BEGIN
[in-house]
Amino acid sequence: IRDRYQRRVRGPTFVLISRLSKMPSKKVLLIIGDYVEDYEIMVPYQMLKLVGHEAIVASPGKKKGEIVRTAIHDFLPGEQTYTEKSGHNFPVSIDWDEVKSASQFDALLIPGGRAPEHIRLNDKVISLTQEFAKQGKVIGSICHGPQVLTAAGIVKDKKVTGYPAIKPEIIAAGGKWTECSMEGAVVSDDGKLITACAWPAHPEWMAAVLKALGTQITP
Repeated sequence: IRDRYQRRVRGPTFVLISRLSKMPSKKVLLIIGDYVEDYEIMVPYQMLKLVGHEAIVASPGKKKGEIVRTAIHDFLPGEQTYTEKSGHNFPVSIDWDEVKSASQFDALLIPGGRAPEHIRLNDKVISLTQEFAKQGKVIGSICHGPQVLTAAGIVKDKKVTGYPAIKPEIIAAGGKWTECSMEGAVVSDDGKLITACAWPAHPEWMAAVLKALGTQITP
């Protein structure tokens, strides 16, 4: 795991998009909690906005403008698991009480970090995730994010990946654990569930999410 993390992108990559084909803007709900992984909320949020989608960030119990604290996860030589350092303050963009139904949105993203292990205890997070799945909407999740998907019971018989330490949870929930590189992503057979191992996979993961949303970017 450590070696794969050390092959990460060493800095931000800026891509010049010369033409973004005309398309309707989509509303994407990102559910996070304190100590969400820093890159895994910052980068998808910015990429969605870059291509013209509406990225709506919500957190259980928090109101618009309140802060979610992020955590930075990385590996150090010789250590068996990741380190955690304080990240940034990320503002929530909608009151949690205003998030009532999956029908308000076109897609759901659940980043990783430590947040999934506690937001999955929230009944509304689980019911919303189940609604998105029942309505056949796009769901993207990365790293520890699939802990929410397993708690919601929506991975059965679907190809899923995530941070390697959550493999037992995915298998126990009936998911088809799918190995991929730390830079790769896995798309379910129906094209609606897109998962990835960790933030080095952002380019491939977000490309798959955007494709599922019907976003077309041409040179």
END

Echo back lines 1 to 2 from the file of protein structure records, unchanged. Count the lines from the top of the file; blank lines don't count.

[in-house]
Amino acid sequence: IRDRYQRRVRGPTFVLISRLSKMPSKKVLLIIGDYVEDYEIMVPYQMLKLVGHEAIVASPGKKKGEIVRTAIHDFLPGEQTYTEKSGHNFPVSIDWDEVKSASQFDALLIPGGRAPEHIRLNDKVISLTQEFAKQGKVIGSICHGPQVLTAAGIVKDKKVTGYPAIKPEIIAAGGKWTECSMEGAVVSDDGKLITACAWPAHPEWMAAVLKALGTQITP